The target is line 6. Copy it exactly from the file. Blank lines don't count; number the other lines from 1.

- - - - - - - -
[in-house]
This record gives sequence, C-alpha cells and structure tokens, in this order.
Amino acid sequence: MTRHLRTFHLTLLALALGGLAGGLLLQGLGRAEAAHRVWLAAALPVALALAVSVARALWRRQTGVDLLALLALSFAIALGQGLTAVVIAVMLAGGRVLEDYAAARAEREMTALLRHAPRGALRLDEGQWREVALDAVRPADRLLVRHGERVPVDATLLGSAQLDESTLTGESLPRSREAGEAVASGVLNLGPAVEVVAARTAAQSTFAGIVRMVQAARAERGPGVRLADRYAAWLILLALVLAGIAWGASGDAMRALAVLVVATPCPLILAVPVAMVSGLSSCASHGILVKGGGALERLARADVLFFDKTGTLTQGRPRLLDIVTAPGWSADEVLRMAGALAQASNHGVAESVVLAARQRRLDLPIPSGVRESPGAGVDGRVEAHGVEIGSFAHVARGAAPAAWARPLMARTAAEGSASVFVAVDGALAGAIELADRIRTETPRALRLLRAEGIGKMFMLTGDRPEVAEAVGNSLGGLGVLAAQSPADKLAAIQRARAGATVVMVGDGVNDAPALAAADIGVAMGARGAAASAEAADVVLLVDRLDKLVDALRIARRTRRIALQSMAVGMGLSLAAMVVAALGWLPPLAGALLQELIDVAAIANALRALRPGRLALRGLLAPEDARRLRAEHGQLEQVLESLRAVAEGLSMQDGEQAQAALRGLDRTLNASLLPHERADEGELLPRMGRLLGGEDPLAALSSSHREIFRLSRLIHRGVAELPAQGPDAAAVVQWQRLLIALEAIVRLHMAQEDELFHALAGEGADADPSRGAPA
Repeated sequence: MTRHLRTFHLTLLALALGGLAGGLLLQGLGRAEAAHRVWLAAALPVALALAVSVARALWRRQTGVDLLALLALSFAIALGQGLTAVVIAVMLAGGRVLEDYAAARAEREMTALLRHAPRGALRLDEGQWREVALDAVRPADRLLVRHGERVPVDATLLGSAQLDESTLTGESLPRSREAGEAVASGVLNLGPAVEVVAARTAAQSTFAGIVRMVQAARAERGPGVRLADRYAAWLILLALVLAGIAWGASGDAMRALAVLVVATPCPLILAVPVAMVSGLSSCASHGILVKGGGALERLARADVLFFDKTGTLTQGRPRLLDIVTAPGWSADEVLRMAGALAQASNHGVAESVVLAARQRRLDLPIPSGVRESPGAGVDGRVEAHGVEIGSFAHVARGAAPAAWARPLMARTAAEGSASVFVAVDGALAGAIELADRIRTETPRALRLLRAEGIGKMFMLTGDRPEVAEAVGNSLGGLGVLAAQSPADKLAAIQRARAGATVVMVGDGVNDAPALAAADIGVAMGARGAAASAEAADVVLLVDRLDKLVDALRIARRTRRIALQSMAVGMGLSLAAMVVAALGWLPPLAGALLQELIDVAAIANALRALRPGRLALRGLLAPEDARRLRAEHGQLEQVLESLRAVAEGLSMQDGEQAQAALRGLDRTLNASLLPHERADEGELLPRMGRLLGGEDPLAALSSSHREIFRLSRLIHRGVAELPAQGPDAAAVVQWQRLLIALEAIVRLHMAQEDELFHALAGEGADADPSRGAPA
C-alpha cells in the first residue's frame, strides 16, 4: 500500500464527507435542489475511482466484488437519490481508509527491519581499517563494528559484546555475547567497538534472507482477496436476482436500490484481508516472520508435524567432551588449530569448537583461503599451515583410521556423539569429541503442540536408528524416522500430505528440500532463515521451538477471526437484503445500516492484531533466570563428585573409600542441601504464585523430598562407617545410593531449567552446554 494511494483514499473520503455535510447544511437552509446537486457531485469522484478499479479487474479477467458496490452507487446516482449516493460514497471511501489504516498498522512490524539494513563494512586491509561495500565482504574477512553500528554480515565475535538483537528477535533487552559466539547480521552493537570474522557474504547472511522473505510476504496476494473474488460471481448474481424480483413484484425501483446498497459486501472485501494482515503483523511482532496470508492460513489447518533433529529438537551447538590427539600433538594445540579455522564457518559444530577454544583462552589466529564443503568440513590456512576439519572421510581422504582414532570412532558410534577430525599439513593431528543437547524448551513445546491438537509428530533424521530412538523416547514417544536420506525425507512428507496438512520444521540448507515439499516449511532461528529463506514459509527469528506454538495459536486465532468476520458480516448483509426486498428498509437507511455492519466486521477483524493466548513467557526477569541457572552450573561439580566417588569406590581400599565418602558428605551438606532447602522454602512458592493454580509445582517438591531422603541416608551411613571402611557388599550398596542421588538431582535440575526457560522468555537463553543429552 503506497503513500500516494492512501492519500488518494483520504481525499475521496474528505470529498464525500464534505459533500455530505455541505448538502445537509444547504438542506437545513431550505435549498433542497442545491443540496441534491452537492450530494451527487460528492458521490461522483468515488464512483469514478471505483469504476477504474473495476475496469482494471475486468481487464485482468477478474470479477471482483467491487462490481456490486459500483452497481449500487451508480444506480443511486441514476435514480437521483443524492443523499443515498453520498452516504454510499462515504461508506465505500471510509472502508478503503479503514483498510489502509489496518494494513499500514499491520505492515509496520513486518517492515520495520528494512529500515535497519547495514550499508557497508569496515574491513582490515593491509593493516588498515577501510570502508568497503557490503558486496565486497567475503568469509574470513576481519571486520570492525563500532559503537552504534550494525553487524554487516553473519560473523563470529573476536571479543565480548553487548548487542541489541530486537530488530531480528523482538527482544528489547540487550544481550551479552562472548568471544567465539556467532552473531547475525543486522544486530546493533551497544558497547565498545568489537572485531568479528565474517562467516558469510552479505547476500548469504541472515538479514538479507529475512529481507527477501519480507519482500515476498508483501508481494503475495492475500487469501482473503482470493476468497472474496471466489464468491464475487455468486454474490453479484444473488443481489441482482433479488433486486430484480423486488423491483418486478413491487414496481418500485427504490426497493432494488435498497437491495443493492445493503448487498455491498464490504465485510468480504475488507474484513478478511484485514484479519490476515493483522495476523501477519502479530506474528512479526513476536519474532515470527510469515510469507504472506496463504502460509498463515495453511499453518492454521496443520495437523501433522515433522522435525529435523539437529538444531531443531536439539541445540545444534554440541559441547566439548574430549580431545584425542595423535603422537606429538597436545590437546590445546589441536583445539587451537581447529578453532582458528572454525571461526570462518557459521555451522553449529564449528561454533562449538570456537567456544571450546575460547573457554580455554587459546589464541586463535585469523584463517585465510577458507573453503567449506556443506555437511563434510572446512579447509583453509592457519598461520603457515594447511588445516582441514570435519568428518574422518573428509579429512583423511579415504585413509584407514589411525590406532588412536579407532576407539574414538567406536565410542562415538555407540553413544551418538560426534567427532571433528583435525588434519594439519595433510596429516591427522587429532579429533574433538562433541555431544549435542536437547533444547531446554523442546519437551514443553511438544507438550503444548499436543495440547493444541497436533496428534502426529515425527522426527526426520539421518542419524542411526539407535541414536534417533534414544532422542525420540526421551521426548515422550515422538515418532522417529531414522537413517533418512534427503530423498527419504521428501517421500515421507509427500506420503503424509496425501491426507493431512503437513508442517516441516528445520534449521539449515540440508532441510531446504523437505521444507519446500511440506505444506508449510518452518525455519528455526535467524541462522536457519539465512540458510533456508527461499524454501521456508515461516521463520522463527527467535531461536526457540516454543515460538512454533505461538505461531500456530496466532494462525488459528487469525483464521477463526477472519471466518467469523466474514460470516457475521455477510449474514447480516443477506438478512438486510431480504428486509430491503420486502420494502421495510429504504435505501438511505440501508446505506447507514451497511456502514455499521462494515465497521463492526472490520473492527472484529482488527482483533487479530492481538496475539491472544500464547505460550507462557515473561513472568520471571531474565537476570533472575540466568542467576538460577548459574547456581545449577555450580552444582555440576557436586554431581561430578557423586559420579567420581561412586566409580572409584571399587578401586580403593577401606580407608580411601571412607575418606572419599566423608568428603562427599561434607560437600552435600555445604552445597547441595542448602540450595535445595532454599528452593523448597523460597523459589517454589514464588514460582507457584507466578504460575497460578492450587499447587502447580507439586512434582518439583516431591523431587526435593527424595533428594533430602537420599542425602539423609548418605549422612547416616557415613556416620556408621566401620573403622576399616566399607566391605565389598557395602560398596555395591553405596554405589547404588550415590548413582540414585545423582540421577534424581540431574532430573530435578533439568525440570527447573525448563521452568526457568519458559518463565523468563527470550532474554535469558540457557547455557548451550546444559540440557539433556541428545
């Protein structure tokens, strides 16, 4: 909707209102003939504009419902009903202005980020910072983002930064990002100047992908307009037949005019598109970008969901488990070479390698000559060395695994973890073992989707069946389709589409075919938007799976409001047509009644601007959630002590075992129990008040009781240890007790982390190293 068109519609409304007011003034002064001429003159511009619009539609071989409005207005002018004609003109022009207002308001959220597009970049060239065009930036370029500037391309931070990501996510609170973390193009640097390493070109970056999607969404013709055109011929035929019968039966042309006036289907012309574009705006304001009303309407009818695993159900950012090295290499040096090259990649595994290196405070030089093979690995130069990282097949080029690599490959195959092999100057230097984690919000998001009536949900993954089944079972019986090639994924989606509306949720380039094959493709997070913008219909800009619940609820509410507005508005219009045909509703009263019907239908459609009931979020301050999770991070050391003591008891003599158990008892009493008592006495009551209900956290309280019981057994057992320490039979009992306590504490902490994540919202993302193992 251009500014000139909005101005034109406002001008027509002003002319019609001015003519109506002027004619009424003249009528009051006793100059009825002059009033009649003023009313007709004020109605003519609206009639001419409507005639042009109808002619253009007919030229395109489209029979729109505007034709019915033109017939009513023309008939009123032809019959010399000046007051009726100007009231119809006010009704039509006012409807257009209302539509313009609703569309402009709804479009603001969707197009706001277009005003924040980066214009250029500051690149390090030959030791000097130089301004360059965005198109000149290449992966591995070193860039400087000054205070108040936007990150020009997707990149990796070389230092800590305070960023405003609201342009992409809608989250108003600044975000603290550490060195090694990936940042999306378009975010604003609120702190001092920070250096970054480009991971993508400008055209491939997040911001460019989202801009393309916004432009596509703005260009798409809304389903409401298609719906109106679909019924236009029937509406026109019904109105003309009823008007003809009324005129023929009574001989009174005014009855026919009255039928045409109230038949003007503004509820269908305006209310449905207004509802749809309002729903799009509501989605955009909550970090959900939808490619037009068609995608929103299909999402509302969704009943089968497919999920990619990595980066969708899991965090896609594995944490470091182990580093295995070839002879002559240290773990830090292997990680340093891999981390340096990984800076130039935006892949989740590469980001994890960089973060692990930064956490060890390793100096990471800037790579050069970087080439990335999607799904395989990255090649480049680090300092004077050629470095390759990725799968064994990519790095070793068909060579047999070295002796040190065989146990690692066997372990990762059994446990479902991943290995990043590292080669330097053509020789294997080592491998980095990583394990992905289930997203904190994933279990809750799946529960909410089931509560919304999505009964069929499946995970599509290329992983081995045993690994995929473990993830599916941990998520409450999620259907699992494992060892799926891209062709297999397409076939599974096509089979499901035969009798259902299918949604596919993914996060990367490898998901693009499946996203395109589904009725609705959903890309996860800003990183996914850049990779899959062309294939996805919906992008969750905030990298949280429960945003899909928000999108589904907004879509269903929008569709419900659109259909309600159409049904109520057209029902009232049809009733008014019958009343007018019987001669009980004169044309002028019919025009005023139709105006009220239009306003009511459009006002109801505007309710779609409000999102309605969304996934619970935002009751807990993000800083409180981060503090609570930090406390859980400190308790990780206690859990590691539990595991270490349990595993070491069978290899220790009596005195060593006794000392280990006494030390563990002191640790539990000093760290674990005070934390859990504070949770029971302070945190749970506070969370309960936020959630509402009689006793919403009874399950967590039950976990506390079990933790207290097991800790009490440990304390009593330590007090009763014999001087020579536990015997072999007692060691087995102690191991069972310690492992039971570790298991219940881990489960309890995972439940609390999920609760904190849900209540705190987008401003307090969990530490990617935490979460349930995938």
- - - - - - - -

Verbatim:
């Protein structure tokens, strides 16, 4: 909707209102003939504009419902009903202005980020910072983002930064990002100047992908307009037949005019598109970008969901488990070479390698000559060395695994973890073992989707069946389709589409075919938007799976409001047509009644601007959630002590075992129990008040009781240890007790982390190293 068109519609409304007011003034002064001429003159511009619009539609071989409005207005002018004609003109022009207002308001959220597009970049060239065009930036370029500037391309931070990501996510609170973390193009640097390493070109970056999607969404013709055109011929035929019968039966042309006036289907012309574009705006304001009303309407009818695993159900950012090295290499040096090259990649595994290196405070030089093979690995130069990282097949080029690599490959195959092999100057230097984690919000998001009536949900993954089944079972019986090639994924989606509306949720380039094959493709997070913008219909800009619940609820509410507005508005219009045909509703009263019907239908459609009931979020301050999770991070050391003591008891003599158990008892009493008592006495009551209900956290309280019981057994057992320490039979009992306590504490902490994540919202993302193992 251009500014000139909005101005034109406002001008027509002003002319019609001015003519109506002027004619009424003249009528009051006793100059009825002059009033009649003023009313007709004020109605003519609206009639001419409507005639042009109808002619253009007919030229395109489209029979729109505007034709019915033109017939009513023309008939009123032809019959010399000046007051009726100007009231119809006010009704039509006012409807257009209302539509313009609703569309402009709804479009603001969707197009706001277009005003924040980066214009250029500051690149390090030959030791000097130089301004360059965005198109000149290449992966591995070193860039400087000054205070108040936007990150020009997707990149990796070389230092800590305070960023405003609201342009992409809608989250108003600044975000603290550490060195090694990936940042999306378009975010604003609120702190001092920070250096970054480009991971993508400008055209491939997040911001460019989202801009393309916004432009596509703005260009798409809304389903409401298609719906109106679909019924236009029937509406026109019904109105003309009823008007003809009324005129023929009574001989009174005014009855026919009255039928045409109230038949003007503004509820269908305006209310449905207004509802749809309002729903799009509501989605955009909550970090959900939808490619037009068609995608929103299909999402509302969704009943089968497919999920990619990595980066969708899991965090896609594995944490470091182990580093295995070839002879002559240290773990830090292997990680340093891999981390340096990984800076130039935006892949989740590469980001994890960089973060692990930064956490060890390793100096990471800037790579050069970087080439990335999607799904395989990255090649480049680090300092004077050629470095390759990725799968064994990519790095070793068909060579047999070295002796040190065989146990690692066997372990990762059994446990479902991943290995990043590292080669330097053509020789294997080592491998980095990583394990992905289930997203904190994933279990809750799946529960909410089931509560919304999505009964069929499946995970599509290329992983081995045993690994995929473990993830599916941990998520409450999620259907699992494992060892799926891209062709297999397409076939599974096509089979499901035969009798259902299918949604596919993914996060990367490898998901693009499946996203395109589904009725609705959903890309996860800003990183996914850049990779899959062309294939996805919906992008969750905030990298949280429960945003899909928000999108589904907004879509269903929008569709419900659109259909309600159409049904109520057209029902009232049809009733008014019958009343007018019987001669009980004169044309002028019919025009005023139709105006009220239009306003009511459009006002109801505007309710779609409000999102309605969304996934619970935002009751807990993000800083409180981060503090609570930090406390859980400190308790990780206690859990590691539990595991270490349990595993070491069978290899220790009596005195060593006794000392280990006494030390563990002191640790539990000093760290674990005070934390859990504070949770029971302070945190749970506070969370309960936020959630509402009689006793919403009874399950967590039950976990506390079990933790207290097991800790009490440990304390009593330590007090009763014999001087020579536990015997072999007692060691087995102690191991069972310690492992039971570790298991219940881990489960309890995972439940609390999920609760904190849900209540705190987008401003307090969990530490990617935490979460349930995938």